I started to look at Master’s programs in Positive Psychology, the most famous of them being the Master’s of Applied Positive Psychology (MAPP) at UPenn. UMass didn’t offer anything in Positive Psychology, so that wasn’t an option. I started to fantasize about making the trip to Philly monthly so I could do MAPP, but I wondered if that was what I really wanted. Plus it was a lot of money if it wasn’t really what I wanted.
So while we were in France I saw that Kripalu was offering a Certificate in Positive Psychology (CiPP) course, and that Tal Ben-Shahar was teaching it. This is the guy who taught the Harvard course I read about and was interested in taking! So I tried to figure out how I could make CiPP happen. The class was set up to be mostly online, with two one-week immersions at Kripalu Center for Yoga in Lenox, Massachusetts. You needed to be able to make it to both immersions to enroll in the course. The first week ended up being in August when we were going to be in Minnesota. I really needed to be with family in Minnesota. My mom had just died while we were living abroad and I wasn’t able to be with my support system in the months following her death; Mark and I were just coming home from 6 months away; and in September I would be returning to my job after an 8-month leave of absence… so the timing just wasn’t good for me. I decided that if they offered it again I would consider taking it then.
And then they offered it again, CiPP2. By then I was back to work, our youngest daughter was in college, I had just completed my coach training and was planning to ramp up building my coaching practice while I was still working full-time… and I nearly talked myself out of taking CiPP2. I wondered if I really needed to take the course in something that I felt I was mostly already living. But mostly I wondered if I could afford it. The cheap bastard in me came out full-force! Now, I was not raised during the Depression but my tendency to let money be the deciding factor makes it seem like I was! So I started to explore this a little deeper. What I finally realized was this: I had no problem using some of the money my siblings and I inherited after our mom died to pay for our youngest daughter’s college tuition… but I was having difficulty justifying using a fraction of that to pay for a course for something that I was interested in learning. What’s with that? So I thought about it some more and thought this would be a nice complement to my coach training. And then I reframed it to this: Taking this course is a gift from my mom. That’s all I needed to do. Suddenly, I couldn’t sign up fast enough! I decided I would start with CiPP2 and see if it would be enough to complement my coaching. If I thought I needed more, I could look into graduate programs afterward.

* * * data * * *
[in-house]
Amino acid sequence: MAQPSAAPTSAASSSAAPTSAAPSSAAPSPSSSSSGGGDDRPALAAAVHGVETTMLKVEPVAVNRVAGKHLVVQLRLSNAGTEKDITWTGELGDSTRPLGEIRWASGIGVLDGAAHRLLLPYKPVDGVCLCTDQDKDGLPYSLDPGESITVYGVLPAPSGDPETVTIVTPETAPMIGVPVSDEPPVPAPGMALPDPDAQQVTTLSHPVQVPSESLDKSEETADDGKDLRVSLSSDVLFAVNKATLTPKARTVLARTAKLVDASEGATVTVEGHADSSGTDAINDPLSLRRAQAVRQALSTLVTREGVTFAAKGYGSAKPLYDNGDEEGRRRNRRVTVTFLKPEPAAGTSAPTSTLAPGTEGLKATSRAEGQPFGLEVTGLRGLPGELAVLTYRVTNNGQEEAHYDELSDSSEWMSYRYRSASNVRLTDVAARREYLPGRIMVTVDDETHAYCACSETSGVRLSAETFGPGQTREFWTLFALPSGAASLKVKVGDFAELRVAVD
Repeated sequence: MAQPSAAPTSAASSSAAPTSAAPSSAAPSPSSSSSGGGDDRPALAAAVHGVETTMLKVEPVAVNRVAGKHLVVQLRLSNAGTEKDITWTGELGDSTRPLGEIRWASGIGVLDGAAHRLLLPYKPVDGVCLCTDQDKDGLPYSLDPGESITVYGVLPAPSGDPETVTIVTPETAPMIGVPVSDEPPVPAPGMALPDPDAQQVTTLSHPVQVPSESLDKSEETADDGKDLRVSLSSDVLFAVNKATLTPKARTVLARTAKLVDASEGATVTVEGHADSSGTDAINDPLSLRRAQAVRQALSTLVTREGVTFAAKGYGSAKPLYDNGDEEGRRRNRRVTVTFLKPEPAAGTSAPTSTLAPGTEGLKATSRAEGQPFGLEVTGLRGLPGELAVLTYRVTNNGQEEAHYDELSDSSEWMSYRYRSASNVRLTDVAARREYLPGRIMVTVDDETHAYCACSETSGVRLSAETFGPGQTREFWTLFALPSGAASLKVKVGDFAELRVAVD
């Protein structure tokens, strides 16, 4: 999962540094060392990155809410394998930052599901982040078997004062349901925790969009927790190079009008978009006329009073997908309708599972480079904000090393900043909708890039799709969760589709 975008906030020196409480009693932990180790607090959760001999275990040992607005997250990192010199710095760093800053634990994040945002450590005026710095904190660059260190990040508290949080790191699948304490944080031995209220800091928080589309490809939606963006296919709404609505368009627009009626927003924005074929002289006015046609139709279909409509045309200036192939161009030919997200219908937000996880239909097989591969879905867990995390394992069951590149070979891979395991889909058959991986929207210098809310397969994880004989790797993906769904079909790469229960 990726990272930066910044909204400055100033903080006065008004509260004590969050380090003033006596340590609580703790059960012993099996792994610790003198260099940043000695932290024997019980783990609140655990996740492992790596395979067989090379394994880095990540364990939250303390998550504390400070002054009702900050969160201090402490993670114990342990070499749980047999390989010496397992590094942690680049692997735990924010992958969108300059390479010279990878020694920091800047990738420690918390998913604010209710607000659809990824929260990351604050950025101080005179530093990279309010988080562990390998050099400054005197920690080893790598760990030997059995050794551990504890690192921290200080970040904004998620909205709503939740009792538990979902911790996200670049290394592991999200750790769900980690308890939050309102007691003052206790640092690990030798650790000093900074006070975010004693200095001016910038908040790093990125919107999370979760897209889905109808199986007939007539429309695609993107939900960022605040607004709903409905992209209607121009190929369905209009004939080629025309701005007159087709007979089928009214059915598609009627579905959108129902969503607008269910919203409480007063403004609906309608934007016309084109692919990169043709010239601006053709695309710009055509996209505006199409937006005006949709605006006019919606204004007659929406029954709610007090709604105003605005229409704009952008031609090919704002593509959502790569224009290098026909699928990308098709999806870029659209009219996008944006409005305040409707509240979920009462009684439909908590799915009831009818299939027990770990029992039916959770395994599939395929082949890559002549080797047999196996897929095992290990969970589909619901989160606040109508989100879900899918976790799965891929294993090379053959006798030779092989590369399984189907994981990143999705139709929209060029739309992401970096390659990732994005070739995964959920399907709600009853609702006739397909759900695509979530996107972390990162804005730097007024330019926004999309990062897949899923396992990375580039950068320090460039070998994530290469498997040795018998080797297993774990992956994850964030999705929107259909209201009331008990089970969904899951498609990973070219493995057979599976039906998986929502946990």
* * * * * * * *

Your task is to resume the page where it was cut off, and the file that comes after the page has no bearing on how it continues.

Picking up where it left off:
CiPP2 was more than enough. And rather than complement my coaching, it’s become the basis for my coaching practice. I am a Certified Professional Coach through the Institute for Professional Excellence in Coaching and Associate Certified Coach (ACC) through the International Coach Federation. And I have a Certificate in Positive Psychology. And with that unique combination, I love helping people find more fun, meaning, and purpose in their lives.
And I am fortunate enough to be one of the TAs for the incoming class of CiPP3. In this year going forward in this role, I would like to share more of what I learned in CiPP2. It would make me very happy to share it with all of you!
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Photo taken by Rouben Madikians